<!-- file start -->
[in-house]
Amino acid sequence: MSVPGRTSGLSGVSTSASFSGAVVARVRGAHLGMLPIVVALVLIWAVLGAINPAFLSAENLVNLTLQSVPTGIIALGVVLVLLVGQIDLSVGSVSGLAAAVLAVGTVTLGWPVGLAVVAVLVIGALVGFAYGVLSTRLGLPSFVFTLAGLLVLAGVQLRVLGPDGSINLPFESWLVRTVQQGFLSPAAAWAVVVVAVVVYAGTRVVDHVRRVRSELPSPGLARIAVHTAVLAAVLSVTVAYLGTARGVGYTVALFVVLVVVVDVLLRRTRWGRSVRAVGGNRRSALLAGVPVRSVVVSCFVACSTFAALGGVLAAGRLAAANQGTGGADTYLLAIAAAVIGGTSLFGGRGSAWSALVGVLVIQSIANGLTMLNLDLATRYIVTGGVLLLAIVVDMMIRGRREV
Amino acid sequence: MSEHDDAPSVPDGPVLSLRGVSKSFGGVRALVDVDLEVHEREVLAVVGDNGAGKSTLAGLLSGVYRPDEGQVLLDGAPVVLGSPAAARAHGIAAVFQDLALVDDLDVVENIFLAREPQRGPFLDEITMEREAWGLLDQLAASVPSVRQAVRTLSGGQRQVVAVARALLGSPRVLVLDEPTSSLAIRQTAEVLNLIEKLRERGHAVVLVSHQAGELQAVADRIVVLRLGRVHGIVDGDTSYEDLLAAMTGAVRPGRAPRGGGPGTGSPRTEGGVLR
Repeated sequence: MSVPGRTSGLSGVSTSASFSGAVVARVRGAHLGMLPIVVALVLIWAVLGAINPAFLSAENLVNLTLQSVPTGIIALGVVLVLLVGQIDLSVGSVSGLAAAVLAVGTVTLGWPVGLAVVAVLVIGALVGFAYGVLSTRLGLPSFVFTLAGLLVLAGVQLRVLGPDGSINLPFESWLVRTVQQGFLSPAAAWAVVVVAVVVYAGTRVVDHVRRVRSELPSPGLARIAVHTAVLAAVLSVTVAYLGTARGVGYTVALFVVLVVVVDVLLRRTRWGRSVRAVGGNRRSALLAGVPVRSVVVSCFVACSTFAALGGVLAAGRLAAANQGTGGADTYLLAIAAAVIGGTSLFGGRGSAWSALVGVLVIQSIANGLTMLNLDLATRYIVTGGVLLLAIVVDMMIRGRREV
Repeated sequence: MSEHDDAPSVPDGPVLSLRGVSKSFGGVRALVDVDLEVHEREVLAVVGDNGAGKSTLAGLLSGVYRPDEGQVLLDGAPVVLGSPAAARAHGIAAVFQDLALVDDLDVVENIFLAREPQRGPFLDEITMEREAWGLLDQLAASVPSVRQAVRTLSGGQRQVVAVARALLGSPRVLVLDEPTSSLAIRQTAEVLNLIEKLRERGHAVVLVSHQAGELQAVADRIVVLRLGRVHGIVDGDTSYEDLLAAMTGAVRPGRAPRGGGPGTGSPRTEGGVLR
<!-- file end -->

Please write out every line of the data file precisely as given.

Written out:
[in-house]
Amino acid sequence: MSVPGRTSGLSGVSTSASFSGAVVARVRGAHLGMLPIVVALVLIWAVLGAINPAFLSAENLVNLTLQSVPTGIIALGVVLVLLVGQIDLSVGSVSGLAAAVLAVGTVTLGWPVGLAVVAVLVIGALVGFAYGVLSTRLGLPSFVFTLAGLLVLAGVQLRVLGPDGSINLPFESWLVRTVQQGFLSPAAAWAVVVVAVVVYAGTRVVDHVRRVRSELPSPGLARIAVHTAVLAAVLSVTVAYLGTARGVGYTVALFVVLVVVVDVLLRRTRWGRSVRAVGGNRRSALLAGVPVRSVVVSCFVACSTFAALGGVLAAGRLAAANQGTGGADTYLLAIAAAVIGGTSLFGGRGSAWSALVGVLVIQSIANGLTMLNLDLATRYIVTGGVLLLAIVVDMMIRGRREV
Amino acid sequence: MSEHDDAPSVPDGPVLSLRGVSKSFGGVRALVDVDLEVHEREVLAVVGDNGAGKSTLAGLLSGVYRPDEGQVLLDGAPVVLGSPAAARAHGIAAVFQDLALVDDLDVVENIFLAREPQRGPFLDEITMEREAWGLLDQLAASVPSVRQAVRTLSGGQRQVVAVARALLGSPRVLVLDEPTSSLAIRQTAEVLNLIEKLRERGHAVVLVSHQAGELQAVADRIVVLRLGRVHGIVDGDTSYEDLLAAMTGAVRPGRAPRGGGPGTGSPRTEGGVLR
Repeated sequence: MSVPGRTSGLSGVSTSASFSGAVVARVRGAHLGMLPIVVALVLIWAVLGAINPAFLSAENLVNLTLQSVPTGIIALGVVLVLLVGQIDLSVGSVSGLAAAVLAVGTVTLGWPVGLAVVAVLVIGALVGFAYGVLSTRLGLPSFVFTLAGLLVLAGVQLRVLGPDGSINLPFESWLVRTVQQGFLSPAAAWAVVVVAVVVYAGTRVVDHVRRVRSELPSPGLARIAVHTAVLAAVLSVTVAYLGTARGVGYTVALFVVLVVVVDVLLRRTRWGRSVRAVGGNRRSALLAGVPVRSVVVSCFVACSTFAALGGVLAAGRLAAANQGTGGADTYLLAIAAAVIGGTSLFGGRGSAWSALVGVLVIQSIANGLTMLNLDLATRYIVTGGVLLLAIVVDMMIRGRREV
Repeated sequence: MSEHDDAPSVPDGPVLSLRGVSKSFGGVRALVDVDLEVHEREVLAVVGDNGAGKSTLAGLLSGVYRPDEGQVLLDGAPVVLGSPAAARAHGIAAVFQDLALVDDLDVVENIFLAREPQRGPFLDEITMEREAWGLLDQLAASVPSVRQAVRTLSGGQRQVVAVARALLGSPRVLVLDEPTSSLAIRQTAEVLNLIEKLRERGHAVVLVSHQAGELQAVADRIVVLRLGRVHGIVDGDTSYEDLLAAMTGAVRPGRAPRGGGPGTGSPRTEGGVLR